We brought my first son home from the hospital on Christmas Day. After the flood of family and friends departed, we were finally left alone with our tiny infant. I remember thinking to myself “OK, now what!?”
As a professional coach who works with fathers, I once conducted a survey where I asked, “What training did you receive to be a father?”
One man shot back, “You’re kidding, right?” I wasn’t kidding. The sad truth is that you get more training to drive a car than to have a child.
The kind of father you become can be heavily influenced by notions you don’t even know you have the day your child is born. For better or worse, it’s impossible to enter life as a parent unaffected by the framework and culture of your upbringing. It’s your starting point.
I was exposed as a young boy to many different models of fatherhood from various sources on TV, at the movies, in my family, and around the neighborhood: the quiet, aloof dad who comes home from work and is left alone to sit in his chair (hey, he worked hard all day) while Mom cooks dinner; the docile dad who leaves all the big decisions to his wife, “the boss”; the all-powerful patriarch who rules the roost without opposition; the Great Santini-style marine sergeant who is always ready to knock some sense into his young charge.
I also grew up in a time where fathers were expected to be breadwinners, not nurturers. So I figured I was in charge of making the money for the family, taking care of discipline and academics.
It’s not as if my wife and I discussed any of this. They were just assumptions I made without realizing it. I think it’s safe to say I inherited these roles from my own father, like an automatic download.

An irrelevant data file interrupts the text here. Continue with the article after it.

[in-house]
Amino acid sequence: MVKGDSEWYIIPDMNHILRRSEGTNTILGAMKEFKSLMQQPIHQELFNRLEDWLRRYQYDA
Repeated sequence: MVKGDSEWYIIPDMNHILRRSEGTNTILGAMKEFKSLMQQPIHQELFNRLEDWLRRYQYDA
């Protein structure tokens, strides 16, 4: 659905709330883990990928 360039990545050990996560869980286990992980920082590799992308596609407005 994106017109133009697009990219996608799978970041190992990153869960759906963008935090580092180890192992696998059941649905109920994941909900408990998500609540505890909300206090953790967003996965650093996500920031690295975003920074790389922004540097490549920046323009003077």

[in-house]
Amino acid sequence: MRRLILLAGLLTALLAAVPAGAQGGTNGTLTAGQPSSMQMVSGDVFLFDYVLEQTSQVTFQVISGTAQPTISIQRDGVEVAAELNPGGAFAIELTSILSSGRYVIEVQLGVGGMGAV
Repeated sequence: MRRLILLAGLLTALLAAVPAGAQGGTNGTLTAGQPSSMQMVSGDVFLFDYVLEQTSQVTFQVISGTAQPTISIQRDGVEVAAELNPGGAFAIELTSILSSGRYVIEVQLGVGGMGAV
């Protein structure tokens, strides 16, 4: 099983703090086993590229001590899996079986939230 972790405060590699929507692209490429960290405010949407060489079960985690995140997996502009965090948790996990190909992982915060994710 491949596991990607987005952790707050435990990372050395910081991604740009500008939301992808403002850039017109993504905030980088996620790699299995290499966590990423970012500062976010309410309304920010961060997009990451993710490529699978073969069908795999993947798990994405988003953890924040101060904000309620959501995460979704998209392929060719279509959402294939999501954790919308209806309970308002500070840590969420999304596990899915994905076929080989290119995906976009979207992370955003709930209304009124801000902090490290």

But I knew I wanted more. Most Dads do.
I wanted always to be able to talk to my children, to maintain an active and open channel of communication. I wanted them to know I could see what they were doing and who they were becoming. I wanted them to know that, in good or difficult times, we would always be able to talk.
I also wanted my children to know and feel, without any doubt, that I loved them unconditionally — that no matter who they became, what they did, where they went… that I just loved them. I wanted this love to give them the freedom to be whoever they wanted to be.
Though I am far from perfect, I have worked at being present in this way to my two sons. This has been the greatest joy of my life.
I don’t mean to suggest that everything has gone just swimmingly. Hardly. My wife and I have experienced many of the great moments that parents dream about, but also some of the moments you pray will never happen.
So here’s my bottom line about being a father. It’s easy when the report card is aces, when health is good, when the kitchen is full of laughter. But your finest hour doesn’t come until the going gets tough. And it inevitably does.
It is in the most challenging circumstances that you get to see what kind of father you really are. If you haven’t taken the time to consider this, you may too easily default to some automatic setting. That’s probably not who you really want to be for your children, nor who they need you to be.
Recently, for completely different reasons, I chose to have a difficult and uncomfortable conversation with each of my two sons. Both times I was nervous. Both times I was able to be vulnerable, as they say. I’m not ashamed to say there were tears. Both conversations ended with an embrace.
It’s been 21 years since the doctor gently placed that tiny boy in my hands and here’s what I’ve learned: in the end, the key to being a father is to see your children — to see them so clearly that they can feel it. This is how your children will know that you are standing with them, not just one part of who they are but all of who they are.
And when in doubt, go with your heart, not your head.